If this is cogent, the People for the purpose of a constitutional convention cannot be restricted simply to resident adult citizens. And this expansion of the People has implications for the design of a constitutional convention as well. In order to ensure that the relevant classes of persons are appropriately ‘present’, it is sensible to adopt a design that includes at least some element of structured random selection so that there are not only resident citizens present but also resident non-citizens and non-resident citizens as well as some element of inclusion of governmental representatives such as a Children’s Ombudsman. I therefore favour – in this respect at least – the approach used in Ireland’s recent convention, as discussed by Alan Renwick, as the best way forward for a People’s convention to accommodate an appropriately expansive understanding of the People.

[1] For a fuller discussion, see David Owen, ‘Transnational Citizenship and the Democratic State’ Critical Review of International Social and Political Philosophy, 14: 5, 2011, pages 641-663.

[2] For related observations on access to citizenship for residents, See David Owen (2013) ‘Citizenship and the marginalities of migrants’, Critical Review of International Social and Political Philosophy, 16 (3): 26-343 & (2014) ‘Republicanism and the Constitution of Migrant Statuses’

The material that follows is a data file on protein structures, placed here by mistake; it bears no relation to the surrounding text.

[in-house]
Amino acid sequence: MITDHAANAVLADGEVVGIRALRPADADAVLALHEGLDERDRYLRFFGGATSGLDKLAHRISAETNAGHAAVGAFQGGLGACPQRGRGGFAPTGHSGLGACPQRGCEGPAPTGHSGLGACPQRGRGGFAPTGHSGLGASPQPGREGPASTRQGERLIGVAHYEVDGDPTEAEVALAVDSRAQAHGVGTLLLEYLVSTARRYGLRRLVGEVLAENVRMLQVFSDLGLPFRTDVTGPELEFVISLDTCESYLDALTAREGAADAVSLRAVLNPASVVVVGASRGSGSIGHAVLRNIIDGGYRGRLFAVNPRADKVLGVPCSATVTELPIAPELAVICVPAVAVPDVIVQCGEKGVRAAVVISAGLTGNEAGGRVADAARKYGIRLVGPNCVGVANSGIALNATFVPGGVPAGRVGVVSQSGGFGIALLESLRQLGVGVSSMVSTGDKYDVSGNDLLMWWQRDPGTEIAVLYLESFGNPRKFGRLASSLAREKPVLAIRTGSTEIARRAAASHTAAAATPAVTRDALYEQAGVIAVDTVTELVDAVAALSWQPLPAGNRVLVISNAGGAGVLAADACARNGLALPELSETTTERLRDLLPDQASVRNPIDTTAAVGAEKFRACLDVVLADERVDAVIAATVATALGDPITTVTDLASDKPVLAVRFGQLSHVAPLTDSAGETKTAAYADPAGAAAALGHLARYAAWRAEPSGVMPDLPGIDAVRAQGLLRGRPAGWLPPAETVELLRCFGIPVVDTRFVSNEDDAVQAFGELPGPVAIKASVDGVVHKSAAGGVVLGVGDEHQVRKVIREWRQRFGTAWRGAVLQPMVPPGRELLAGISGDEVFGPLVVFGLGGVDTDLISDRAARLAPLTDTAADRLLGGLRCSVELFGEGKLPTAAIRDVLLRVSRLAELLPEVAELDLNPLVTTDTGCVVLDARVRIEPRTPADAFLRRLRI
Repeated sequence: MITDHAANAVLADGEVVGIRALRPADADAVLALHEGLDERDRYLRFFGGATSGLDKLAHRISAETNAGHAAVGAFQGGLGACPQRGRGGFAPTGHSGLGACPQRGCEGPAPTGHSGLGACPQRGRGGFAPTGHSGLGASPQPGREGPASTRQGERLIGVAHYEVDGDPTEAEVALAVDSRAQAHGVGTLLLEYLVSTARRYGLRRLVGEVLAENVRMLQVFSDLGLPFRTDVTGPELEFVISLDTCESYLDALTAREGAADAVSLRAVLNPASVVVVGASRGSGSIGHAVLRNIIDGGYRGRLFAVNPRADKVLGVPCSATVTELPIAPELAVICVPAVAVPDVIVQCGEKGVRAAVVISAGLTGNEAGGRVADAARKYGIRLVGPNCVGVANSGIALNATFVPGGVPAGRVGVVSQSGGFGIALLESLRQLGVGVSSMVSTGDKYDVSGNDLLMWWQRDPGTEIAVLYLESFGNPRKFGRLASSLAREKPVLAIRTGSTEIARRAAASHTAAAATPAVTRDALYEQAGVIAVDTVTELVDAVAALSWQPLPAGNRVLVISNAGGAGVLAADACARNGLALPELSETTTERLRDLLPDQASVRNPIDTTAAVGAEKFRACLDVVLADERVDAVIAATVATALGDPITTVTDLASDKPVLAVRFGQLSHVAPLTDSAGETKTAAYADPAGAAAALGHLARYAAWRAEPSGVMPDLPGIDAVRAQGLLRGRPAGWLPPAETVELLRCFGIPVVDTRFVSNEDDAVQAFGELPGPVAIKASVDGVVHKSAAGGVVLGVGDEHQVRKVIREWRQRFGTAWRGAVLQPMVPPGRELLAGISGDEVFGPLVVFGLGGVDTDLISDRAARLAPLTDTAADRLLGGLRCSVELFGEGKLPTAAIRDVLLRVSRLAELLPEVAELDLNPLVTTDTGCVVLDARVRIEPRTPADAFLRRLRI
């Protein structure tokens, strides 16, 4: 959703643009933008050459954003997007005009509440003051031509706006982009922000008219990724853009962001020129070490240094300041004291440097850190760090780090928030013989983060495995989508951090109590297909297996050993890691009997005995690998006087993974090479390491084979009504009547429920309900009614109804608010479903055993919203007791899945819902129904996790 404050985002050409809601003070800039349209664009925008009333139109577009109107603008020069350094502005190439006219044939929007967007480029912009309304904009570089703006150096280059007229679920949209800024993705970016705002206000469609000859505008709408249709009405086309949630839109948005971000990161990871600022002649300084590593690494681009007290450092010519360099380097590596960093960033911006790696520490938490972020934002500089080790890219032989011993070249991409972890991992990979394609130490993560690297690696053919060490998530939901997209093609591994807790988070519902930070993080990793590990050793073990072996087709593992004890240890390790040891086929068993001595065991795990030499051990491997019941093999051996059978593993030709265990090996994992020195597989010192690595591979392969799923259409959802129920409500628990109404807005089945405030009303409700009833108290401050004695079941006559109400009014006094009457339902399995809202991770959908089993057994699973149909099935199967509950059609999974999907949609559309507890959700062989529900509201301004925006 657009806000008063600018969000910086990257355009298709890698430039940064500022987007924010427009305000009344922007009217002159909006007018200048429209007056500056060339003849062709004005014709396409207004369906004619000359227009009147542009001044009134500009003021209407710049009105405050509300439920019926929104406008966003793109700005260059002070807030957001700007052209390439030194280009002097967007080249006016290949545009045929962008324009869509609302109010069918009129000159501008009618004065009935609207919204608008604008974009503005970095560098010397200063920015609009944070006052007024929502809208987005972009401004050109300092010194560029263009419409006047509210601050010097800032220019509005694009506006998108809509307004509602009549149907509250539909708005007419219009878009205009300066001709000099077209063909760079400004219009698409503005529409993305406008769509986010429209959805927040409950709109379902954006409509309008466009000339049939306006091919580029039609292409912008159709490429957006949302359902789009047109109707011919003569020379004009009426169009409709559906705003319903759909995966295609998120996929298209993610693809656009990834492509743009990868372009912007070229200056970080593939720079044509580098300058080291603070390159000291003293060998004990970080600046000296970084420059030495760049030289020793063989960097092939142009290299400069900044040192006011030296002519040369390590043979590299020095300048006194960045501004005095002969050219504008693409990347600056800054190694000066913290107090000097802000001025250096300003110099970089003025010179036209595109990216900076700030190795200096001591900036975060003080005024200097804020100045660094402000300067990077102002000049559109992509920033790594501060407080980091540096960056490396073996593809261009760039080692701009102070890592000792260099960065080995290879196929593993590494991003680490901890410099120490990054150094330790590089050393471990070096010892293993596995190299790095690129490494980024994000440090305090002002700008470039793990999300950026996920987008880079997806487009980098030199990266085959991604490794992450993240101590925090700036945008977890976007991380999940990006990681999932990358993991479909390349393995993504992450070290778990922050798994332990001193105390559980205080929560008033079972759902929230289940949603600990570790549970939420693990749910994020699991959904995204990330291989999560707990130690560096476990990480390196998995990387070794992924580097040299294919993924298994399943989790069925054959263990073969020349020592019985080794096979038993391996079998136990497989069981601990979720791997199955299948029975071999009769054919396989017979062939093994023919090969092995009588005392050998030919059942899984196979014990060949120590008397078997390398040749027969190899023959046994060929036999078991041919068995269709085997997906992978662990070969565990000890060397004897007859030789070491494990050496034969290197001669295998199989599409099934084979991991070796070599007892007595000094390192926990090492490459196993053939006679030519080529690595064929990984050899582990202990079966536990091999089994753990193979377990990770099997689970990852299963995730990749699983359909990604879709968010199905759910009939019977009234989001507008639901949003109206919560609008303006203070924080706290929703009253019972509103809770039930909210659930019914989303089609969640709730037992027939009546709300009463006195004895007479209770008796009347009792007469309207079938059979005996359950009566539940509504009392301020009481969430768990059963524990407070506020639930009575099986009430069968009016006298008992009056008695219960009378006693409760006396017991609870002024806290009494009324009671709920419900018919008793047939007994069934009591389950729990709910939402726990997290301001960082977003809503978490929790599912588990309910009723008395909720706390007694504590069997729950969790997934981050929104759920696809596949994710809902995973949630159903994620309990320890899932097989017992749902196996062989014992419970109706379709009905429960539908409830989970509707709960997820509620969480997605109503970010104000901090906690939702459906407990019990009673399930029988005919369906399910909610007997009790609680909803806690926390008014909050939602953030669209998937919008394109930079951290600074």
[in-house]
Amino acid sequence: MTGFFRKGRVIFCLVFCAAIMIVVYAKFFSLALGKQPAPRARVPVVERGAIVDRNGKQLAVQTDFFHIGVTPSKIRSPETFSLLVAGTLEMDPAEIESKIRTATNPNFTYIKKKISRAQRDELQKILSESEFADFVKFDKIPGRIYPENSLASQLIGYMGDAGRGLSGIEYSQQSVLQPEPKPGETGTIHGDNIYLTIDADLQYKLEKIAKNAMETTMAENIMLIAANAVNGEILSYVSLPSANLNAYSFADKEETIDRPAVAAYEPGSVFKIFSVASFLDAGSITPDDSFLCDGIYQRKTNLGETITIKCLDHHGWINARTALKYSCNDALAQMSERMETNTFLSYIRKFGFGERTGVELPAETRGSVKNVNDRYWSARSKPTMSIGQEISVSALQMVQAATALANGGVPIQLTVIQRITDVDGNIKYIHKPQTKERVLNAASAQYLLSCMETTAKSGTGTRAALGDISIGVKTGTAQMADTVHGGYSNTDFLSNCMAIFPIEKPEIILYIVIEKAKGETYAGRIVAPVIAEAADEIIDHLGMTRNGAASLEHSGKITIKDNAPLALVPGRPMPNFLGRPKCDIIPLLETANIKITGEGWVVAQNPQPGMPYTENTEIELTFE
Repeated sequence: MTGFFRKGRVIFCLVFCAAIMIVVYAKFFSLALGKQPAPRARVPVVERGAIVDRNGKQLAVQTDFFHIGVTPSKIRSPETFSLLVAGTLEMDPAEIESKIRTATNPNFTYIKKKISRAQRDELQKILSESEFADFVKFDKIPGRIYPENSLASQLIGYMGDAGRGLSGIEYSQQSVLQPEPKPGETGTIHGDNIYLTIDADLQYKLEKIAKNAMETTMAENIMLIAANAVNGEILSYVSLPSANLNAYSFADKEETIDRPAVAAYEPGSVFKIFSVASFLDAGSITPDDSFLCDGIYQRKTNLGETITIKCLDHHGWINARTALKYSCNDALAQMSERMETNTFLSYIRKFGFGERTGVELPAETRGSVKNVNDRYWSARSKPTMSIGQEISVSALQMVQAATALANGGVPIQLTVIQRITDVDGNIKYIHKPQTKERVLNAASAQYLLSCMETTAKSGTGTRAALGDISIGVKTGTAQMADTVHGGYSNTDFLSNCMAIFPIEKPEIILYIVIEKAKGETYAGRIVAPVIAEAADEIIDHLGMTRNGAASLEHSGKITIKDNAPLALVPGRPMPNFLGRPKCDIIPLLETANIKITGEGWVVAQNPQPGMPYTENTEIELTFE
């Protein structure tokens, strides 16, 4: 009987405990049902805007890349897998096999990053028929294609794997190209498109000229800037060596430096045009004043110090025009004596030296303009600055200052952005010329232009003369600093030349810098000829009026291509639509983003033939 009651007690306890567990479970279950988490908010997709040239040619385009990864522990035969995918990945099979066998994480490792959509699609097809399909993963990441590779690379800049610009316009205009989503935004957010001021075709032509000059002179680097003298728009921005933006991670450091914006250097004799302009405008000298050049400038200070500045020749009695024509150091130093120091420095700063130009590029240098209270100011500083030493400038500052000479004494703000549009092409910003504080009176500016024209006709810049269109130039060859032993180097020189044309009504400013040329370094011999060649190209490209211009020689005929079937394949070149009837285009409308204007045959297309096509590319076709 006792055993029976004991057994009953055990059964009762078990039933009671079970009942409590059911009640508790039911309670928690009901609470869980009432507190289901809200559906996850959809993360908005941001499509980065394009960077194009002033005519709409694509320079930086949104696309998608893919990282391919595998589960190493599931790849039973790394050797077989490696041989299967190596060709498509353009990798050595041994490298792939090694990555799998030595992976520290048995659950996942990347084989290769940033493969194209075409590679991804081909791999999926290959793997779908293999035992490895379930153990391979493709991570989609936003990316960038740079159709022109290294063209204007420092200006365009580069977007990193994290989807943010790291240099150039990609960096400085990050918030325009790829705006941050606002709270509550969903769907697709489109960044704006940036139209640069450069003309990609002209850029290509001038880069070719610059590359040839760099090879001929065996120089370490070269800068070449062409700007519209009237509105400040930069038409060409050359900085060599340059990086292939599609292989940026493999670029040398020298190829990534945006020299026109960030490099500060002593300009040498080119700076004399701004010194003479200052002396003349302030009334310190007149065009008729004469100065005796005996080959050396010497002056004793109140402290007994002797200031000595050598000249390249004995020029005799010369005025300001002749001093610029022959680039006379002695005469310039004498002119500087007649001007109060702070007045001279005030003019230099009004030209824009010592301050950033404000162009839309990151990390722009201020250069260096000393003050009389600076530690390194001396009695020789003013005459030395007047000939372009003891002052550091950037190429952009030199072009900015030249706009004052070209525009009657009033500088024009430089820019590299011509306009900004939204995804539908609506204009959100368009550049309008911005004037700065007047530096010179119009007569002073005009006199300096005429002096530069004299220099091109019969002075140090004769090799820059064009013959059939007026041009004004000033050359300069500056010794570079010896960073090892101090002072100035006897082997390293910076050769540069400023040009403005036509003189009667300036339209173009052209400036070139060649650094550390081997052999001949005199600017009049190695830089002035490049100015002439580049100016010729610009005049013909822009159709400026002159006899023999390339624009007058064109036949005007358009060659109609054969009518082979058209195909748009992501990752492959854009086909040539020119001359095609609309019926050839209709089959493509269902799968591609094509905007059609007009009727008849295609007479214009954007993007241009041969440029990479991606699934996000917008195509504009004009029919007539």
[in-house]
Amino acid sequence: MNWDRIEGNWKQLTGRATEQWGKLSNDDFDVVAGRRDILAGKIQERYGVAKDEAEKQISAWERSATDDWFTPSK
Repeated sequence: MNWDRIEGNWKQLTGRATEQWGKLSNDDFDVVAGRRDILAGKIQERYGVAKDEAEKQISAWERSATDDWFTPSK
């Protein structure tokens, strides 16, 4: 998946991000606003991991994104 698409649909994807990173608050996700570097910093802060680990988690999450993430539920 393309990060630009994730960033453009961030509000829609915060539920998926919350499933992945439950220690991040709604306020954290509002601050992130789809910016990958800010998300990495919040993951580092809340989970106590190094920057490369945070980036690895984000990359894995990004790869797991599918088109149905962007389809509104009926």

17 (1): 90-110.

[3] Ian Shapiro The Moral Foundations of Politics (New Haven, Yale University Press) pp.219-20 as well as Robert Goodin ‘Enfranchising All Affected Interests, And Its Alternatives’, Philosophy and Public Affairs 35 (1): 40-68.

Why being in government will cost the Tories in 2015. So far UKIP is picking up the spoils

Diptic

By Jane Green and Will Jennings. Jane Green is Professor of Political Science at University of Manchester (Academia.edu, Twitter) and Will Jennings is Professor of Political Science and Public Policy at University of Southampton (Academia.edu, Twitter). You can read more posts by Will Jennings here.